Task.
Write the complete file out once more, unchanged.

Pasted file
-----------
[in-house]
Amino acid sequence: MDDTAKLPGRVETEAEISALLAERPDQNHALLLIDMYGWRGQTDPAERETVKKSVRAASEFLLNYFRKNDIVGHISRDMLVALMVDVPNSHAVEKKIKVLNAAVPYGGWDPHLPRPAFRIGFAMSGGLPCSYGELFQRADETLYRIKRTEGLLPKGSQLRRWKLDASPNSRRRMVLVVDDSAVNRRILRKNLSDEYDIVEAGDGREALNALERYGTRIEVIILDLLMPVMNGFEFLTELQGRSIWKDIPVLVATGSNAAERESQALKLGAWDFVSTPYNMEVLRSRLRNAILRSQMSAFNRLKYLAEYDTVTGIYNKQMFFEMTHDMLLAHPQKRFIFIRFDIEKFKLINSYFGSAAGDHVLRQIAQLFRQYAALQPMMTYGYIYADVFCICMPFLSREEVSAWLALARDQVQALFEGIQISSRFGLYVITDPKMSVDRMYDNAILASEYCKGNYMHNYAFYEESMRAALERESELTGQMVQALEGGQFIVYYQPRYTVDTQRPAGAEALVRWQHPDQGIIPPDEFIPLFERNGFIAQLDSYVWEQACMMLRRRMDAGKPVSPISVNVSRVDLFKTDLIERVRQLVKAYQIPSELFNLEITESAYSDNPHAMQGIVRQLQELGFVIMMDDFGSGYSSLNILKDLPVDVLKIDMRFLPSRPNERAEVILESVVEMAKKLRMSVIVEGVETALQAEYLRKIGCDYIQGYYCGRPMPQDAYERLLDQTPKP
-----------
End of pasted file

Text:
[in-house]
Amino acid sequence: MDDTAKLPGRVETEAEISALLAERPDQNHALLLIDMYGWRGQTDPAERETVKKSVRAASEFLLNYFRKNDIVGHISRDMLVALMVDVPNSHAVEKKIKVLNAAVPYGGWDPHLPRPAFRIGFAMSGGLPCSYGELFQRADETLYRIKRTEGLLPKGSQLRRWKLDASPNSRRRMVLVVDDSAVNRRILRKNLSDEYDIVEAGDGREALNALERYGTRIEVIILDLLMPVMNGFEFLTELQGRSIWKDIPVLVATGSNAAERESQALKLGAWDFVSTPYNMEVLRSRLRNAILRSQMSAFNRLKYLAEYDTVTGIYNKQMFFEMTHDMLLAHPQKRFIFIRFDIEKFKLINSYFGSAAGDHVLRQIAQLFRQYAALQPMMTYGYIYADVFCICMPFLSREEVSAWLALARDQVQALFEGIQISSRFGLYVITDPKMSVDRMYDNAILASEYCKGNYMHNYAFYEESMRAALERESELTGQMVQALEGGQFIVYYQPRYTVDTQRPAGAEALVRWQHPDQGIIPPDEFIPLFERNGFIAQLDSYVWEQACMMLRRRMDAGKPVSPISVNVSRVDLFKTDLIERVRQLVKAYQIPSELFNLEITESAYSDNPHAMQGIVRQLQELGFVIMMDDFGSGYSSLNILKDLPVDVLKIDMRFLPSRPNERAEVILESVVEMAKKLRMSVIVEGVETALQAEYLRKIGCDYIQGYYCGRPMPQDAYERLLDQTPKP